Matt Mullenweg, the 23-year-old who is the founding developer of the open source blogging software WordPress, woke up in March to find that disaster had struck. “A cracker gained user-level access to one of the servers that powers WordPress.org,” he later explained on his blog. “They modified two files to include code that would allow for remote PHP execution.”
What was alarming was that thousands of people were downloading the code, believing it to be the latest – and so the most secure – when in fact it was making their sites vulnerable to attack.
But instead of downplaying the incident, Mullenweg told the world. “It was painful to publicise, but we got a huge amount of coverage and got the word out that there was a dangerous version of WordPress. Even though there were probably only 10,000 or 15,000 people affected, we ended up getting half a million downloads [of the update]. So everyone was updating. Which was good, actually.”
WordPress began in January 2003 when Mullenweg began a project to create new weblog software by adapting what he was currently using, an open source product called b2/cafelog.
A question of conscience
In 2004, Mullenweg – who was born on Houston, Texas – left his college course to work for the tech media company CNET in San Francisco, where he now lives. A year later he left CNET to found his own company, Automattic, which runs hosted blogging services on WordPress.com and a spam detection service called Akismet. Basic accounts are free, with money made from premium services and advertising.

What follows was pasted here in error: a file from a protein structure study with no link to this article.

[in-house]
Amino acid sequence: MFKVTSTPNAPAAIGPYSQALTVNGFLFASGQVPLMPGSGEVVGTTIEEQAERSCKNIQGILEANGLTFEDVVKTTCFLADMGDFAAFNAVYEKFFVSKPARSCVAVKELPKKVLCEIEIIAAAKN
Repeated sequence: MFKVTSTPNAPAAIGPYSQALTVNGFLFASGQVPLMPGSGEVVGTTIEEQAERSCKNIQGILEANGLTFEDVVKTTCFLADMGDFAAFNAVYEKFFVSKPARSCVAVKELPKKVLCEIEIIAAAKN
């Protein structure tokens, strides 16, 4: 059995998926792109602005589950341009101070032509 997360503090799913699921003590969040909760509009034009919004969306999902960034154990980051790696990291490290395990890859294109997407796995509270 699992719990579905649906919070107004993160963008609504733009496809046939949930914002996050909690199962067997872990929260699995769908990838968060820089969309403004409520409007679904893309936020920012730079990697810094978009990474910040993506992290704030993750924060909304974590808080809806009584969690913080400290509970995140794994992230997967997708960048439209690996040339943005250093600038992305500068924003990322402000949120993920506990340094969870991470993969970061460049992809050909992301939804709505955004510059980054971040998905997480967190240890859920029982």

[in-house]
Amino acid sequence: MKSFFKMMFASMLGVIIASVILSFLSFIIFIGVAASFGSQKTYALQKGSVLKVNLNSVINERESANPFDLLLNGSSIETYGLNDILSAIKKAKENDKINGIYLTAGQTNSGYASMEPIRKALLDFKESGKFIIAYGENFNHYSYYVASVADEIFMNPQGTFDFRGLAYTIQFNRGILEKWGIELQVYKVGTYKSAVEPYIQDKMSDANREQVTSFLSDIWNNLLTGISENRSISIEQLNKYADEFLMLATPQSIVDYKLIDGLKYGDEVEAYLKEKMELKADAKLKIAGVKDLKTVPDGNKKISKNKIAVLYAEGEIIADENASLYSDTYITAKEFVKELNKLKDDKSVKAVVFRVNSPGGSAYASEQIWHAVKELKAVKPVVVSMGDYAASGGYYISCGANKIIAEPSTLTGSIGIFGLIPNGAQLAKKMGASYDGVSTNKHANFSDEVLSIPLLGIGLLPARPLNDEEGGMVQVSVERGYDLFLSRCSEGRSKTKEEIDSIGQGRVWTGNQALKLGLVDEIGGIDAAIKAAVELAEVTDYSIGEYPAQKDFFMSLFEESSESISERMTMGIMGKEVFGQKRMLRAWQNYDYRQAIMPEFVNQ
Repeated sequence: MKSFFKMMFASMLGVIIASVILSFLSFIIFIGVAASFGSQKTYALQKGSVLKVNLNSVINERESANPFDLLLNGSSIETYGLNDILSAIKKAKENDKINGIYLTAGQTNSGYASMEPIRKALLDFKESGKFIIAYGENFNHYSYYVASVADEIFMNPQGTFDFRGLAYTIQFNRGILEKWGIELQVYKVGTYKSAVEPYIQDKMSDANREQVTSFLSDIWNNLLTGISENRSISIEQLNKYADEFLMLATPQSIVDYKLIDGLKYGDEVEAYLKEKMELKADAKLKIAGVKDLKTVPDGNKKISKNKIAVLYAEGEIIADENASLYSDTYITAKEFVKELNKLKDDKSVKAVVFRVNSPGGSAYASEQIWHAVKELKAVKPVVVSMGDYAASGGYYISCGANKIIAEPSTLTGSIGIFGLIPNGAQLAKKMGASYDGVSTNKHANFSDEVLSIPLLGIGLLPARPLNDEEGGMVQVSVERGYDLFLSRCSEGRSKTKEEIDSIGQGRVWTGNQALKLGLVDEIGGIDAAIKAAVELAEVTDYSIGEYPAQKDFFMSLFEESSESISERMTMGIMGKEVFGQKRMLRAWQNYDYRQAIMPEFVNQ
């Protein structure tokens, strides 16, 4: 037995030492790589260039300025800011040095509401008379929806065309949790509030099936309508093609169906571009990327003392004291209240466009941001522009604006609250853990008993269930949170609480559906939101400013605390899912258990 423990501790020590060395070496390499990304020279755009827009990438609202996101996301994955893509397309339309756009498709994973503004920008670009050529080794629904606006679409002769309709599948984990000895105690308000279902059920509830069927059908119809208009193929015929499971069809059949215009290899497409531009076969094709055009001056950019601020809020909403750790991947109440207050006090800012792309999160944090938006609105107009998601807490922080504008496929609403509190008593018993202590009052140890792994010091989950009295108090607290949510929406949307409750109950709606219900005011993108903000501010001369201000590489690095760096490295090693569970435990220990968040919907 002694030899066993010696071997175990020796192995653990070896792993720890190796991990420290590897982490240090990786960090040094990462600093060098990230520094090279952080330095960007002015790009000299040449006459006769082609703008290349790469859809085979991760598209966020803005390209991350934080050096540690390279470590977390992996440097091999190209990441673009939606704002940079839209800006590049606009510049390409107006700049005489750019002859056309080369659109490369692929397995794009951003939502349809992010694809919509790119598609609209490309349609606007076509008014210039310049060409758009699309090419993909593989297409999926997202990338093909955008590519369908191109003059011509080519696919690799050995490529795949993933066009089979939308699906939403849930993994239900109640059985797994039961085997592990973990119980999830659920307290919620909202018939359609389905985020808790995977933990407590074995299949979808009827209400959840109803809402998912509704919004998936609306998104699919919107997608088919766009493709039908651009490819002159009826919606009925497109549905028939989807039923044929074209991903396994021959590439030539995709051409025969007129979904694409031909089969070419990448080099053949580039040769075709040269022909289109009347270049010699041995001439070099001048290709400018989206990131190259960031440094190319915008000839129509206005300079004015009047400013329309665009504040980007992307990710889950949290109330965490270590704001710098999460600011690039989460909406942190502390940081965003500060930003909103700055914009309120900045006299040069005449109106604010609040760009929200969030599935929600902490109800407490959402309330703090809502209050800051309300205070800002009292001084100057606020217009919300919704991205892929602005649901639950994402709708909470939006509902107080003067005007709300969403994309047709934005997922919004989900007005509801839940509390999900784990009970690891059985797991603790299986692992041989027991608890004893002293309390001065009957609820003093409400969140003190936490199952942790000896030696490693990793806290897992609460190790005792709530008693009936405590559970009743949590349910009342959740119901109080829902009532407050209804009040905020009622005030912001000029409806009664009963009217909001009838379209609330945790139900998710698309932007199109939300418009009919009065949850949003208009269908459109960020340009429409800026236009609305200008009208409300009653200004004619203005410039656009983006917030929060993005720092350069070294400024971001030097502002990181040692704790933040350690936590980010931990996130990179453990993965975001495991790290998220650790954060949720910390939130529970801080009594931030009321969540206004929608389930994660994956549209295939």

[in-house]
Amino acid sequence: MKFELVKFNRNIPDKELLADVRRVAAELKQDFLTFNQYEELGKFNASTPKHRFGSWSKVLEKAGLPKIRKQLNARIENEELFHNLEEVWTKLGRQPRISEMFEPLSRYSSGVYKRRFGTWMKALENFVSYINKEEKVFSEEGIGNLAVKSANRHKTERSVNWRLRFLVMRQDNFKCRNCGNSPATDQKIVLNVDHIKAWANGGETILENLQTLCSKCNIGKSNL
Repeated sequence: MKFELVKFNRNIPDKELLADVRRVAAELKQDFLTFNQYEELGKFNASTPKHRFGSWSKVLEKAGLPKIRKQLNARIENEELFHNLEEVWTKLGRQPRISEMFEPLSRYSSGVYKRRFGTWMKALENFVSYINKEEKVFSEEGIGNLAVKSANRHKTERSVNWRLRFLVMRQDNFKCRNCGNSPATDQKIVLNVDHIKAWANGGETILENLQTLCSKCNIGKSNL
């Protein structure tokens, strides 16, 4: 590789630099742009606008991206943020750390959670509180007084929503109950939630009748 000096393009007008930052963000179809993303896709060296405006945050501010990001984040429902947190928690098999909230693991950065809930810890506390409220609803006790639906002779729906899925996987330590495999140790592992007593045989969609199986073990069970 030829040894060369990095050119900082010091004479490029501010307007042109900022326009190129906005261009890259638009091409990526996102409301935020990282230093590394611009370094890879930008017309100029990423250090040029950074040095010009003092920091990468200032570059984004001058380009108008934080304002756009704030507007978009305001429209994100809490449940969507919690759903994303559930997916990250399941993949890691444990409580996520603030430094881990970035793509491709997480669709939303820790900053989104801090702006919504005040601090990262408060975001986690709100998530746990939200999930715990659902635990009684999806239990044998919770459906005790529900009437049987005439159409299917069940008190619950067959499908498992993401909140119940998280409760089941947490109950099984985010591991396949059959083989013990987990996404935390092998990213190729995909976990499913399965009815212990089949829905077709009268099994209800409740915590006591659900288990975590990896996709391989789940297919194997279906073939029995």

WordPress now lies behind a fair chunk of the world’s 100m-odd blogs. In September 2006, WordPress.com hosted 350,000 blogs; today it has 1.5m, and is among the top 20 busiest sites in the US. “The only other site that’s as big as this and on an open source basis is Wikipedia. Everyone else runs proprietary code,” Mullenweg says.
The open source aspect is important. “For me, open source is a moral thing. Software should be free; it’s our philosophy as a company,” he says. There is one exception: Akismet, his spam detection service, does not reveal its code. It addresses the problem of automated posting of comments with advertising links on blogs. “With Akismet there was an interesting dilemma,” Mullenweg says. “Is it for the good of the world Akismet being secret and being more effective against spammers, versus it being open and less effective? It seemed more people would be helped by blocking spam. ”
He considers paid links deceptive – and feels strongly about it because of his own experience. “A few years ago an advertiser approached me and said, ‘I want to put these articles on your site,’ and I agreed. It was WordPress.org. That lasted about a month, and became a huge controversy in the blogosphere. I took it out the next day.
“It helped me think. Before, I thought spam came in my inbox. I never thought about it in terms of the broader web, that people buying these links with the intention of changing the search engine results are spamming the world. That was part of the inspiration for Akismet – my Catholic guilt for making such a screw-up.”